Saturday, May 26, 2012

Step 13 - Dig into the Foundation, Structural Work, and Roof

If I'm breaking down what I do and how I do it, the thirteenth step would address the trio of foundation, supporting structure, and the roof. (In no fixed order).  The foundation forms the base of any structure and it's construction is usually the first major component of a new building.  After this groundwork is in place, the structural framing usually goes up next, and then the roof is added up top.  However, there are exceptions to this.  For example, with many pole buildings, the framing is first, the roofing is second, and the concrete/foundation is after (and may even get placed following the installation of the siding, doors, windows and plumbing rough-in).  Think of extreme home renovating as another exception to the norm and remember that you don't necessarily have to tackle it in the order of: foundation first, framing second, and roof third.

The Fire House - Framing/roof came first.
For me the sequencing of these three has varied.  On The Fire House, I focused on the framing, then did the roof, and had no issues with the block or concrete work supporting the home.  The Hurricane House was the same; no foundation issues there either.

On The Cottage, the roof didn't leak and the shingles were in good shape.  So I started with the foundation work on this property before heading inside to move walls and redesign the interior.  On this project I didn't need to add a new roof until I was ready to sell a few years later.

The Bungalow was an example of a project that started with the roof.  When it rained, water came in everywhere.  There were buckets and large plastic containers under the leaks and for the first months of the project these had to be watched and dumped regularly.  On The Detached Garage at the Bungalow (which was a pole building), the slab and the original nine poles were fine, but everything else had to be redone.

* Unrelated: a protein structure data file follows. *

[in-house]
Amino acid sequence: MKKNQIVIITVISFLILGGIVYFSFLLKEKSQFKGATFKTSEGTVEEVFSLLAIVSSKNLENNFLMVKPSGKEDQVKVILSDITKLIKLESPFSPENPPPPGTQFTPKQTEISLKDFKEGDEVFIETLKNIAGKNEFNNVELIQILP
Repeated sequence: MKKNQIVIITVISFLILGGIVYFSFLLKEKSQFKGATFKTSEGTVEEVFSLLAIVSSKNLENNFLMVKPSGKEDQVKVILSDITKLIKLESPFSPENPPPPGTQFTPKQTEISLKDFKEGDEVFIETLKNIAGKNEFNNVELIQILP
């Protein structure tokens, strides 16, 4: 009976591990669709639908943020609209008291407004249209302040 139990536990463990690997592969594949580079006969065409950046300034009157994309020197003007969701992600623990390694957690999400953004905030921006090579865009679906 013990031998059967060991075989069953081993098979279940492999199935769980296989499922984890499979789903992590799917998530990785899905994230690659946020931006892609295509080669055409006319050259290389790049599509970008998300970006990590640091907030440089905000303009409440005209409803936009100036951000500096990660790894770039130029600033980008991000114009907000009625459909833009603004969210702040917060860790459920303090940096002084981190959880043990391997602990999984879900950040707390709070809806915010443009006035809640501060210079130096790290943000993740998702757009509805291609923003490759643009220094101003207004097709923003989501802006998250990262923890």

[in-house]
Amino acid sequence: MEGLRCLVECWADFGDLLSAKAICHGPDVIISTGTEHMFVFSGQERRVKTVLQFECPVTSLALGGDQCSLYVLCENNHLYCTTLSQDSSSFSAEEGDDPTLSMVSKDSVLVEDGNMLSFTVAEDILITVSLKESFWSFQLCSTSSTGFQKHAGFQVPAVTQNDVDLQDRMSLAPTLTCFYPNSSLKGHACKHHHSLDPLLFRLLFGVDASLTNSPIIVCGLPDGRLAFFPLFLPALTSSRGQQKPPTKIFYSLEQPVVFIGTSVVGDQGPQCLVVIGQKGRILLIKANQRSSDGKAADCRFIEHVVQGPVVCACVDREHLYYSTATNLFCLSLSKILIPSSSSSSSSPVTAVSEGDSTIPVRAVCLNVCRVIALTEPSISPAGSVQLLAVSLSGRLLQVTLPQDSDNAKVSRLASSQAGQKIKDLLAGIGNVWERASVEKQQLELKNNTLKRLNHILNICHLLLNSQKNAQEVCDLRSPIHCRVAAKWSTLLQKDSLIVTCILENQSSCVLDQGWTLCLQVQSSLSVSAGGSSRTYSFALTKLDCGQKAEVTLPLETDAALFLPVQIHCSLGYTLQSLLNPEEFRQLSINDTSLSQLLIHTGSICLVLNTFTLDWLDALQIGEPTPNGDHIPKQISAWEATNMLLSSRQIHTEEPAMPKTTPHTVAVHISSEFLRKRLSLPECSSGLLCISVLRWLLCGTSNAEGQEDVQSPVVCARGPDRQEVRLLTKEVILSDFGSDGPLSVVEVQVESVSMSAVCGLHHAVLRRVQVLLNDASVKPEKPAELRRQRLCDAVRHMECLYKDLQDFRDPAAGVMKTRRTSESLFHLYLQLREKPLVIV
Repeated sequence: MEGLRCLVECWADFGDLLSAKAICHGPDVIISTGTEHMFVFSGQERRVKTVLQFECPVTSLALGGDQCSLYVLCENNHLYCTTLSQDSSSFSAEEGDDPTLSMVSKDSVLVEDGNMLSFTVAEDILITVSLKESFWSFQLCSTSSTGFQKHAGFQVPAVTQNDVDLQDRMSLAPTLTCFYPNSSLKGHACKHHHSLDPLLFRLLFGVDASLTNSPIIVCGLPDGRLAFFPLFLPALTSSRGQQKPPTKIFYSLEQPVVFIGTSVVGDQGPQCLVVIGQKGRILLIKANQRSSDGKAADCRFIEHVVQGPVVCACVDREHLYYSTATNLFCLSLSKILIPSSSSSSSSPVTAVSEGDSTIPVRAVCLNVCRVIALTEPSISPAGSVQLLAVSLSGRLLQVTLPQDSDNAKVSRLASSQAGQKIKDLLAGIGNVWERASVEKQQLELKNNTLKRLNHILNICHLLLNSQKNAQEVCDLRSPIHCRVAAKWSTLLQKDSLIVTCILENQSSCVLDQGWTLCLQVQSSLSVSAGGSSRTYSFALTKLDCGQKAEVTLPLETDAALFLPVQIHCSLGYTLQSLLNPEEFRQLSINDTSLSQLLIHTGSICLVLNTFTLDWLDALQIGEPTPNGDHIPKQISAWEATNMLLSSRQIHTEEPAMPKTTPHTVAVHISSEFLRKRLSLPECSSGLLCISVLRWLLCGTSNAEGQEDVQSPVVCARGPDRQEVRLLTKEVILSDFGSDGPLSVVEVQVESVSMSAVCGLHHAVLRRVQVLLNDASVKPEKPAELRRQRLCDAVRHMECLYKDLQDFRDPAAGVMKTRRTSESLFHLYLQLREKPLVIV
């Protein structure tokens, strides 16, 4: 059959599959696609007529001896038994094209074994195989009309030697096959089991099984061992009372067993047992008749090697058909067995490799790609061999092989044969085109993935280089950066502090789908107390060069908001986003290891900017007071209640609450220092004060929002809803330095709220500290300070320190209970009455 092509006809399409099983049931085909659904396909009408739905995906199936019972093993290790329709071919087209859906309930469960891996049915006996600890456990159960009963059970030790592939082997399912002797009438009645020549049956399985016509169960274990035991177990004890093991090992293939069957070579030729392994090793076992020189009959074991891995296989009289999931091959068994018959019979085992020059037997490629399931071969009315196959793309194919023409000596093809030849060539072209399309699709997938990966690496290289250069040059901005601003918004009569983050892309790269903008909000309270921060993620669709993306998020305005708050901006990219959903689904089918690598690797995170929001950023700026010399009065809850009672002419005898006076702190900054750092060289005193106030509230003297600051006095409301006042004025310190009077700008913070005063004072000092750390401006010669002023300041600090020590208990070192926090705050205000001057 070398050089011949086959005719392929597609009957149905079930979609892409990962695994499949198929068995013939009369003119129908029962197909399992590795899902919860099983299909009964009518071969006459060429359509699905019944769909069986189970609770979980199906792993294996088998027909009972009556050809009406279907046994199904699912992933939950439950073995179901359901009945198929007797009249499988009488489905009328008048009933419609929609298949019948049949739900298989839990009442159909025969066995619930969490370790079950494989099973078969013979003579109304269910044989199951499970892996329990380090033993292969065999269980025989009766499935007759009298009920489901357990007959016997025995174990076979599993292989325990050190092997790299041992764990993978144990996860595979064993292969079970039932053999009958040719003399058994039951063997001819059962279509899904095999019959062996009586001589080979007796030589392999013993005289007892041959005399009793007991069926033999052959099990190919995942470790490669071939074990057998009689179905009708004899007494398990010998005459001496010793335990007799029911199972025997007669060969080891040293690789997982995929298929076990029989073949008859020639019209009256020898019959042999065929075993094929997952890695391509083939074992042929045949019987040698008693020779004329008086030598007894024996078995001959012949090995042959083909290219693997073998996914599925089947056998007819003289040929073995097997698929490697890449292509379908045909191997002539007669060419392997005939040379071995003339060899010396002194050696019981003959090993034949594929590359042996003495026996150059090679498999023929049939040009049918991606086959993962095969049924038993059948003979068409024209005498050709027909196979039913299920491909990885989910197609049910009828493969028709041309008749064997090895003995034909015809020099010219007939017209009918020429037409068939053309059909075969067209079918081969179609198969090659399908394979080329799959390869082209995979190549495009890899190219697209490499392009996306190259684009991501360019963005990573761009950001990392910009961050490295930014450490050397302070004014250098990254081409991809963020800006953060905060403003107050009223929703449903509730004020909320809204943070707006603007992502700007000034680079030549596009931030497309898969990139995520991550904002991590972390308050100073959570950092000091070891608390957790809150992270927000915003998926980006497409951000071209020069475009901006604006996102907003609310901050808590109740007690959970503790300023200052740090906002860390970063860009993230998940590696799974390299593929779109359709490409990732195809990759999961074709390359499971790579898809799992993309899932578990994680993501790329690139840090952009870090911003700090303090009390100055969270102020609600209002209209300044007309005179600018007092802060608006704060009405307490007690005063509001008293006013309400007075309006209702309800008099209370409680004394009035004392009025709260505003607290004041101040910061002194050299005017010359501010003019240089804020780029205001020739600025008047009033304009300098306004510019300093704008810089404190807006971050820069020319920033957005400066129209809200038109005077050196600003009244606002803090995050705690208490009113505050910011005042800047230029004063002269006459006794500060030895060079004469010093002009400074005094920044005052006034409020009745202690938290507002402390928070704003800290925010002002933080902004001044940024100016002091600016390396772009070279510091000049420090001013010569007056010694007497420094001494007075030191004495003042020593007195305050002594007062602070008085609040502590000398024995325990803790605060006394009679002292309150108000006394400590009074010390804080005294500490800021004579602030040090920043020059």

The Duplex - The roof was the hot issue due to tenants
On The Duplex, the roof was the hot issue right away as well and was even more significant because I wanted and needed to keep the tenants dry.  (Leaks in the units would lead to unhappy tenants/vacant apartments and I needed that monthly rent to make this project work financially.)  

The Detached Garage at The Fire House was like two different projects that was taken on two distinct ways.  When I bought the property it was half storage and half carport.  The roof had no issues, so I closed in the open areas and then placed concrete after that to make it a two car garage.  However, after the oak tree next to it got struck by lightening and it burned down, I had to rebuild it from what was remaining, which was the concrete slab.

So, understand that every project is different, especially when the home has been condemned or forgotten.  There's no one way to bring it back to life, but you need to be ready to deal with the foundation, the structural framing, and the roof right away. 


The Duplex After - Same view as above
The Fire House After - Same view as above.

The Bungalow - Before.
The Bungalow - After
The Hurricane House - Before
The Hurr. House - After  (Slightly diff. angle)
The Det. Gar. at The Fire House was originally a carport.
The Det. Gar. at TFH after it burned down.
The Rebuilt DG at TFH that started w/ the slab that survived the fire.



No comments:

Post a Comment